Political groups opposed to both the Lavalas ideology and the Préval administration are also well represented among other presidential candidates. The traditional right-wing opposition group, Rassemblement des Démocrates Nationaux Progressistes (RDNP), is represented by Mirlande Manigat, the wife of former President Leslie Manigat. According to Kim Ives, the editor of Haiti Liberté, RDNP is a neo-Duvalierist organization that has expressed support for the coups that overthrew President Aristide.27 Despite the party’s historical record, Manigat has tried to portray RDNP as a center-left institution, most likely in an attempt to broaden her support on the eve of the election. Charles Henry Baker, a prominent industrialist, will likely also draw support from Haiti’s right.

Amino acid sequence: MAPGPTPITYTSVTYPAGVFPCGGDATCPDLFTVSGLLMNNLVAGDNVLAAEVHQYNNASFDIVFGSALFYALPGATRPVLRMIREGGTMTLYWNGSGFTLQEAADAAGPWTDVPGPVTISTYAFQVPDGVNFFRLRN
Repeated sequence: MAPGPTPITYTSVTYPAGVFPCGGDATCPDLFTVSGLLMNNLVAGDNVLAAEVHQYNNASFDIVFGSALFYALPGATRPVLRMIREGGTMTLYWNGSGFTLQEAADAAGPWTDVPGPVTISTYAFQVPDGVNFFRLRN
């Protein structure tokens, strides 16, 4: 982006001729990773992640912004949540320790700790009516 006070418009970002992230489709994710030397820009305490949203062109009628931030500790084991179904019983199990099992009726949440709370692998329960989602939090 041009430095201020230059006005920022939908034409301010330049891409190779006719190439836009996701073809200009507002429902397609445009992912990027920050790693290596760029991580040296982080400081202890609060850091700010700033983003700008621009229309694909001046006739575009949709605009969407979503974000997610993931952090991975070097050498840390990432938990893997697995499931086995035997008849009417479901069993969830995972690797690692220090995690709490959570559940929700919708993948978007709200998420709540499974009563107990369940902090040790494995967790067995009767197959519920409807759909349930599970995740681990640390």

Despite clear differences between presidential candidates, in many campaigns, issues and ideology appear to have taken a back seat to more pragmatic concerns. According to Manigat, “[Haitians] are looking for jobs, life, schooling for their children. Not ideologies.”28 Many candidates have not developed a comprehensive political platform, preferring instead to emphasize their capacity for leadership and their ability to manage the current crisis. Those participating in the election have downplayed the differences between themselves and other candidates, rather focusing on building a consensus among political factions. Even experienced politicians such as Alexis seem to have cast aside the notion of ideological differences: “The ideological values that allowed us to determine if someone is to the left, center or the right, we don’t see them anymore.”29 The effort of politicians to project an image of homogeneity and unity is most likely a politically motivated response to the practical necessities of the reconstruction period. Ideological division still remains in Haiti, and while the challenges of building a functional infrastructure and providing basic services currently overshadow the debates between rival factions, voters are cognizant of ideological differences. Accordingly, these differences are likely to continue to play an important role in the upcoming elections.